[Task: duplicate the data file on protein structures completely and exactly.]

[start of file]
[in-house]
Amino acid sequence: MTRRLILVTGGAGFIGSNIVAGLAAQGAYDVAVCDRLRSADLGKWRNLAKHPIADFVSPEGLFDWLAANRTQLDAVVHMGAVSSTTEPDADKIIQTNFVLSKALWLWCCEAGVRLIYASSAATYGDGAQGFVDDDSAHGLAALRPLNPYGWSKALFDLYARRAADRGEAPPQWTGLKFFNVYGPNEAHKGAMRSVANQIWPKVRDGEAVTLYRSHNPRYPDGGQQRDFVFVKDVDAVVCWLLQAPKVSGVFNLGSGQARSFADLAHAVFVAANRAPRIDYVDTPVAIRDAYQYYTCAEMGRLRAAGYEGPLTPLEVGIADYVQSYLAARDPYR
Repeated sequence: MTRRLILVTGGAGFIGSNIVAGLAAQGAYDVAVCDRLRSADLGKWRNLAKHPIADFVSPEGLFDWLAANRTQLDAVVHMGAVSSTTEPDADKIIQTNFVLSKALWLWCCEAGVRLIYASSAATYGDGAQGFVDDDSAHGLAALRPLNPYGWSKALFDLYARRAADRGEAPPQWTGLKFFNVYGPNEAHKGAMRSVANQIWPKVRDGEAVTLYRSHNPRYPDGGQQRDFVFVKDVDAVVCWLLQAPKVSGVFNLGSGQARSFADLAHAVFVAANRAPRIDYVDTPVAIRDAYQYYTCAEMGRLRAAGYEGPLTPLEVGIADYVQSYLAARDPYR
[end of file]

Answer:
[in-house]
Amino acid sequence: MTRRLILVTGGAGFIGSNIVAGLAAQGAYDVAVCDRLRSADLGKWRNLAKHPIADFVSPEGLFDWLAANRTQLDAVVHMGAVSSTTEPDADKIIQTNFVLSKALWLWCCEAGVRLIYASSAATYGDGAQGFVDDDSAHGLAALRPLNPYGWSKALFDLYARRAADRGEAPPQWTGLKFFNVYGPNEAHKGAMRSVANQIWPKVRDGEAVTLYRSHNPRYPDGGQQRDFVFVKDVDAVVCWLLQAPKVSGVFNLGSGQARSFADLAHAVFVAANRAPRIDYVDTPVAIRDAYQYYTCAEMGRLRAAGYEGPLTPLEVGIADYVQSYLAARDPYR
Repeated sequence: MTRRLILVTGGAGFIGSNIVAGLAAQGAYDVAVCDRLRSADLGKWRNLAKHPIADFVSPEGLFDWLAANRTQLDAVVHMGAVSSTTEPDADKIIQTNFVLSKALWLWCCEAGVRLIYASSAATYGDGAQGFVDDDSAHGLAALRPLNPYGWSKALFDLYARRAADRGEAPPQWTGLKFFNVYGPNEAHKGAMRSVANQIWPKVRDGEAVTLYRSHNPRYPDGGQQRDFVFVKDVDAVVCWLLQAPKVSGVFNLGSGQARSFADLAHAVFVAANRAPRIDYVDTPVAIRDAYQYYTCAEMGRLRAAGYEGPLTPLEVGIADYVQSYLAARDPYR